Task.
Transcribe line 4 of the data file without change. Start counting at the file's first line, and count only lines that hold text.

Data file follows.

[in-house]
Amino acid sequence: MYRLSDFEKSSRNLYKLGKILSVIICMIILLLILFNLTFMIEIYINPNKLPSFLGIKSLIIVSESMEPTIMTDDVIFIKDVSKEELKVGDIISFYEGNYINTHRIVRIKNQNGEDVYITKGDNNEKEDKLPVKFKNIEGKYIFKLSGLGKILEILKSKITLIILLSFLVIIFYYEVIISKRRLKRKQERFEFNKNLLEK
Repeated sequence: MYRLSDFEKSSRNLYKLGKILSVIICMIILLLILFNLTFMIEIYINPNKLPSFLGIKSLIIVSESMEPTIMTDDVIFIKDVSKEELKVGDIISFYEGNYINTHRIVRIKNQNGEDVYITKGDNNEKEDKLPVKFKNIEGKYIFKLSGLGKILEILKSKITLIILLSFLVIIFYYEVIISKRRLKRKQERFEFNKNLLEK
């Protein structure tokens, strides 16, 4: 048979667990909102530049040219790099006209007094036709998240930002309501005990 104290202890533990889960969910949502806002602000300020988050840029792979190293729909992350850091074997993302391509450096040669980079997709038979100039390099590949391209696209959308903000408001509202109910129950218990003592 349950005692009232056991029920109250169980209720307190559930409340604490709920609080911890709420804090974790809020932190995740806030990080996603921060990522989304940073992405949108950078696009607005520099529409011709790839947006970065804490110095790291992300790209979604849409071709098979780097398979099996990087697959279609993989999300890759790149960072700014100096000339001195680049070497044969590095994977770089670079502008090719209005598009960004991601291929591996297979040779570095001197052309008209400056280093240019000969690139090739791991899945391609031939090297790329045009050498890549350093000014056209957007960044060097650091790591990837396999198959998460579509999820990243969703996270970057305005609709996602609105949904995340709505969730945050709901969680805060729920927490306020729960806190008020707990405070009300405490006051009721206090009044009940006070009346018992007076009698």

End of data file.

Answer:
């Protein structure tokens, strides 16, 4: 048979667990909102530049040219790099006209007094036709998240930002309501005990 104290202890533990889960969910949502806002602000300020988050840029792979190293729909992350850091074997993302391509450096040669980079997709038979100039390099590949391209696209959308903000408001509202109910129950218990003592 349950005692009232056991029920109250169980209720307190559930409340604490709920609080911890709420804090974790809020932190995740806030990080996603921060990522989304940073992405949108950078696009607005520099529409011709790839947006970065804490110095790291992300790209979604849409071709098979780097398979099996990087697959279609993989999300890759790149960072700014100096000339001195680049070497044969590095994977770089670079502008090719209005598009960004991601291929591996297979040779570095001197052309008209400056280093240019000969690139090739791991899945391609031939090297790329045009050498890549350093000014056209957007960044060097650091790591990837396999198959998460579509999820990243969703996270970057305005609709996602609105949904995340709505969730945050709901969680805060729920927490306020729960806190008020707990405070009300405490006051009721206090009044009940006070009346018992007076009698």